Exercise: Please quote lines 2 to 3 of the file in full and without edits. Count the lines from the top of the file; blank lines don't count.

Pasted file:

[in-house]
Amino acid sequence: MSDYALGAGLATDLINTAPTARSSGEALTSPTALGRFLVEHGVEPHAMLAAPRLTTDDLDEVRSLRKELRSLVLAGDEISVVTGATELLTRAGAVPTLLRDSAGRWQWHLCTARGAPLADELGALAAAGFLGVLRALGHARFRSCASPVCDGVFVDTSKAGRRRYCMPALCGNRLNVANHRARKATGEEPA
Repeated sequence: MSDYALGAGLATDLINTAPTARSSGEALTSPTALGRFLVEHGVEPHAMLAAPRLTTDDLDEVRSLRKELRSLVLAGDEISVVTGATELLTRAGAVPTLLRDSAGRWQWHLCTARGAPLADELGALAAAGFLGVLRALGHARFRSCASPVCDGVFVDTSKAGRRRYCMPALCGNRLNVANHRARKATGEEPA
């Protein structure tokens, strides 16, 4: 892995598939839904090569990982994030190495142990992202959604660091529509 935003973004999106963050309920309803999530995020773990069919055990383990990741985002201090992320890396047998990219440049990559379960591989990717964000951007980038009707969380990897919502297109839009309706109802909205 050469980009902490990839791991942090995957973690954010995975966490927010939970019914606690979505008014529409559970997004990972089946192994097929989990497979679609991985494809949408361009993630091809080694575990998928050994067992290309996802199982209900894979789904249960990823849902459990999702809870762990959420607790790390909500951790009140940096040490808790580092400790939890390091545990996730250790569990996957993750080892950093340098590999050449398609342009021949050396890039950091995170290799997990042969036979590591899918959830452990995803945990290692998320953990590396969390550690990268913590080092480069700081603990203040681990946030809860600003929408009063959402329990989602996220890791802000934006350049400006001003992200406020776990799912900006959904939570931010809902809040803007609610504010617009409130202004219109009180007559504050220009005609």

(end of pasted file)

Amino acid sequence: MSDYALGAGLATDLINTAPTARSSGEALTSPTALGRFLVEHGVEPHAMLAAPRLTTDDLDEVRSLRKELRSLVLAGDEISVVTGATELLTRAGAVPTLLRDSAGRWQWHLCTARGAPLADELGALAAAGFLGVLRALGHARFRSCASPVCDGVFVDTSKAGRRRYCMPALCGNRLNVANHRARKATGEEPA
Repeated sequence: MSDYALGAGLATDLINTAPTARSSGEALTSPTALGRFLVEHGVEPHAMLAAPRLTTDDLDEVRSLRKELRSLVLAGDEISVVTGATELLTRAGAVPTLLRDSAGRWQWHLCTARGAPLADELGALAAAGFLGVLRALGHARFRSCASPVCDGVFVDTSKAGRRRYCMPALCGNRLNVANHRARKATGEEPA